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Weekends With Alex Witt

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Us 13, Timothy Geithner 8, Washington 8, Alex Witt 7, Susan Rice 6, California 6, Israel 6, America 5, Grover Norquist 5, Boehner 5, Truckee 4, Copd 4, John Boehner 4, Chicago 4, Willie Geist 4, Obama 4, Nasa 3, Humana 3, Garth 3, Miguel Almaguer 3,
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  MSNBC    Weekends With Alex Witt    News  News/Business.  
   Live news coverage. New.  

    December 2, 2012
    9:00 - 11:00am PST  

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stories trending. kansas city tragedy. the new push for israel settlement plans. fiscal cliff blame. nasa's decision on doomsday 2012. . and kim kardashian sparks a proprotest. we have new chilling details in the tragedy that stuns kansas city. they are prepping for gameday just 20 24 hours after a suicide. tom chong is live where this tragic story ended. tom, good day to you. there what's it like there? >> reporter: it is subdued. we stopped at the tailgating activities. there is tailgating going on but the mood is heavy. just 24 hours ago when belcher pulled out a gun is and shot
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himself. that event left this team in shock. shots rang out at this home, the victim 22-year-old cassandra perkins. >> when we arrived a lady came out and said her daughter had been shot by -- she died a short time later. belcher shot perkins following an argument. the two were parents of a 3-month-old baby. just 10 minutes after the murder, belcher was next to the stadium with a gun talking to his coach and general manager. he thanked them for what they did for him. then pulled the trigger. >> as officers pulled up, they heard the gunshot and the individual took his own life. >> reporter: a candle light vigil who fought his way into the nfl as an undrafted player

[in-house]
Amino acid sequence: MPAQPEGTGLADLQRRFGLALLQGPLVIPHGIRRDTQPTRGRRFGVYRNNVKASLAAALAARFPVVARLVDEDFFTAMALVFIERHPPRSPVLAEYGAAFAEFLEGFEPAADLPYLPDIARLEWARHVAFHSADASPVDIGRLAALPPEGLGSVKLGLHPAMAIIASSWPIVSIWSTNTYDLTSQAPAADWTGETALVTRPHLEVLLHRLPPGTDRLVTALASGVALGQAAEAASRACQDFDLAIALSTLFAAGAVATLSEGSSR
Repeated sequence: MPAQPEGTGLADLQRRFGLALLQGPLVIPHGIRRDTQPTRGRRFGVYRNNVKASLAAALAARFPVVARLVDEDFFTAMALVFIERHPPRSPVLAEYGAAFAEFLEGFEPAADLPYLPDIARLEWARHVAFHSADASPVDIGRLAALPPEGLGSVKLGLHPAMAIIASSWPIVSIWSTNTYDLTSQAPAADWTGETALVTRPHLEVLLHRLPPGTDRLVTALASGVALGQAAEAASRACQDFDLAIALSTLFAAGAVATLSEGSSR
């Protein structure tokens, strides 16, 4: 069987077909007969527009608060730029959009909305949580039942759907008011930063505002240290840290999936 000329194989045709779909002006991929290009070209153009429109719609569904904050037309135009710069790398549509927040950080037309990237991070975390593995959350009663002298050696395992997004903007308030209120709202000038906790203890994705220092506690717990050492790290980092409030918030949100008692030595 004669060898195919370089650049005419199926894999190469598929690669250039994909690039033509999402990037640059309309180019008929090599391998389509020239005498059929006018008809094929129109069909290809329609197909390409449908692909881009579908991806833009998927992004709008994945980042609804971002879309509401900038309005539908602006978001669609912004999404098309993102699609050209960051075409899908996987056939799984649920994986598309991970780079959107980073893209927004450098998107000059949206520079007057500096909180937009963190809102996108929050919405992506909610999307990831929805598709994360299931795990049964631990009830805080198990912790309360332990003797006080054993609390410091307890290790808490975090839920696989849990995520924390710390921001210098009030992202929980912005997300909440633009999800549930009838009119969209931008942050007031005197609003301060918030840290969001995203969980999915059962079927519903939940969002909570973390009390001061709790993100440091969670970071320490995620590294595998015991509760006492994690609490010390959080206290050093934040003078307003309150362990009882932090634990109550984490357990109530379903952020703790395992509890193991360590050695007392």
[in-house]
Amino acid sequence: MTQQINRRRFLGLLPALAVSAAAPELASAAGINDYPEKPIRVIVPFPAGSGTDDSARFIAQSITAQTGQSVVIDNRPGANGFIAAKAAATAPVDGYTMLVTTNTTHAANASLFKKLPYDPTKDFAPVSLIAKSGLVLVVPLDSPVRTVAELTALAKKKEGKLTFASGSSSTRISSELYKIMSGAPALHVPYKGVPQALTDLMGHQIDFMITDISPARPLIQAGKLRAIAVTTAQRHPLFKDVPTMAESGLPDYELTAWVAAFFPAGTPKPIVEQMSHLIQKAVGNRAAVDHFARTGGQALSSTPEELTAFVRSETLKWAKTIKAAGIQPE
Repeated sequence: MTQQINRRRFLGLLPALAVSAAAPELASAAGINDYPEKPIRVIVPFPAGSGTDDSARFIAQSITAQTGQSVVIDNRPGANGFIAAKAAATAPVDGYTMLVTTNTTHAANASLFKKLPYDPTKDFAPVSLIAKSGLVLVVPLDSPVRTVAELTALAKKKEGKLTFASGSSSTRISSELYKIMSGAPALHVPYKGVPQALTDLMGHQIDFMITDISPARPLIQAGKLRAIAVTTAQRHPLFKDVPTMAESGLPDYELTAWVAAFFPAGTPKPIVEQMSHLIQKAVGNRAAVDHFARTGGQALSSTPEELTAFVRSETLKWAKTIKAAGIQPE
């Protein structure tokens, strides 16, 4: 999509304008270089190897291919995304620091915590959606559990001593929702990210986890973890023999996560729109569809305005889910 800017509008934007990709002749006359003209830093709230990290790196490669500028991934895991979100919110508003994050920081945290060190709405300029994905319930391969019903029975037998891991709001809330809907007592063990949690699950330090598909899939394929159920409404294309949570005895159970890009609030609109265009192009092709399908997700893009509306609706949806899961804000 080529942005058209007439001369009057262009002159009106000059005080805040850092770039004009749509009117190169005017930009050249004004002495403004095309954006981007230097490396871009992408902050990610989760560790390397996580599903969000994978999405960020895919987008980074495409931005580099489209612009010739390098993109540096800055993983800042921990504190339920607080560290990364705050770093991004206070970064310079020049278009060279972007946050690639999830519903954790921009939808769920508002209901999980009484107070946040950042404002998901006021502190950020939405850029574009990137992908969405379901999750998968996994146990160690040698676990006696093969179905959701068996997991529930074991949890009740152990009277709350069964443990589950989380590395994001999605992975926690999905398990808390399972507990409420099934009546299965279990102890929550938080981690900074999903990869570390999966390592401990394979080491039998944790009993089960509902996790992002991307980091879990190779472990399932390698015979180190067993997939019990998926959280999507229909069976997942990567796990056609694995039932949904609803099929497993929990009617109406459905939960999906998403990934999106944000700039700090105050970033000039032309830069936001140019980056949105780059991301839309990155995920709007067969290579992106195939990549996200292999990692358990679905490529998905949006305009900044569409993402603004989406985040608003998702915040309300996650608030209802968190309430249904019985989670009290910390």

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for the kansas city chiefs. former team members can only speculate about the murder suicide. >> you think you control everything. you haven't had the ability to grow up and know that we're not in control of anything. >> reporter: his death follows other player suicides. in 2011 before taking his own life, dave dewerson said he wanted his brain studied. 2 comes during a losing season full of injury and disappointment. our collective hearts are heavy with sympathy, thoughts and prayers for the families and friends affect ed by this unthinkable tragedy. the chiefs will kick off against the panthers in just under an hour. it's an important game, but
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after what happened here, wins and losses are put into perspective. >> thank you. front page politics now. the man chosen by president obama to play a key role in the intense fiscal cliff negotiations is putting blame on the gop. here's timothy geithner on "meet the press." >> the only thing that stands in the way of a deal right now is if a group of republican members decide they are going to block a deal because they want to extend tax cuts. what you can expect from the and the a willingness to sit down and explore what the best way to get through this is. it's in the interest of the american people. >> that was followed by a fierce response from grover norquist, the man behind the no tax hike pledge embraced by many in the gop. >> every republican who had
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impure thoughts has to go back to the drawing board. they have just been told there are no real reforms in this budget. $1.6 trillion in tax increases. >> joining me is eleanor cliff and david dreker thank you for being here. so eleanor, we have timothy geithner who says there will be a deal before the end of the year but it doesn't look like anyone is willing to budge. is that your take away? >> i think there's a rhythm to these negotiations. and right now each side is staking out their optimal position. the republicans reportedly laughed at the proposal. if they can extract concessions from the president, then they can look like they have gotten something in the deal. so i think we're in the early stages of the negotiations, even